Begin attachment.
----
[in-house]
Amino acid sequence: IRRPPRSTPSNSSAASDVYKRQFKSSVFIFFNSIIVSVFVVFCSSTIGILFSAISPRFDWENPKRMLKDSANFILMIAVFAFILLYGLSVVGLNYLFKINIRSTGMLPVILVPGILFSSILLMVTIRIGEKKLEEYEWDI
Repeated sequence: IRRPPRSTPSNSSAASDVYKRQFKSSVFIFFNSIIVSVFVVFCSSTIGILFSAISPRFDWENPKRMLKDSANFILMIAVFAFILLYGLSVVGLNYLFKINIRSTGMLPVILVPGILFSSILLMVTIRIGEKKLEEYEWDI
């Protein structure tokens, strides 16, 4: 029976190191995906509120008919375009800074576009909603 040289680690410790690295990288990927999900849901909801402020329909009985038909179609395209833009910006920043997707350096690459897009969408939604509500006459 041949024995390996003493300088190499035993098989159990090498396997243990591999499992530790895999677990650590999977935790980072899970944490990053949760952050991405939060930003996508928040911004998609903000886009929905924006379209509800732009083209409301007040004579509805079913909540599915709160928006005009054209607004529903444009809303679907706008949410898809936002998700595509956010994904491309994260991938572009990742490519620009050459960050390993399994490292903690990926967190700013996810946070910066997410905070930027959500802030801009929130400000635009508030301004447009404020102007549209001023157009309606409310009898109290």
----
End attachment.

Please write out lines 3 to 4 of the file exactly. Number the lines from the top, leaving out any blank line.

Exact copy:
Repeated sequence: IRRPPRSTPSNSSAASDVYKRQFKSSVFIFFNSIIVSVFVVFCSSTIGILFSAISPRFDWENPKRMLKDSANFILMIAVFAFILLYGLSVVGLNYLFKINIRSTGMLPVILVPGILFSSILLMVTIRIGEKKLEEYEWDI
């Protein structure tokens, strides 16, 4: 029976190191995906509120008919375009800074576009909603 040289680690410790690295990288990927999900849901909801402020329909009985038909179609395209833009910006920043997707350096690459897009969408939604509500006459 041949024995390996003493300088190499035993098989159990090498396997243990591999499992530790895999677990650590999977935790980072899970944490990053949760952050991405939060930003996508928040911004998609903000886009929905924006379209509800732009083209409301007040004579509805079913909540599915709160928006005009054209607004529903444009809303679907706008949410898809936002998700595509956010994904491309994260991938572009990742490519620009050459960050390993399994490292903690990926967190700013996810946070910066997410905070930027959500802030801009929130400000635009508030301004447009404020102007549209001023157009309606409310009898109290």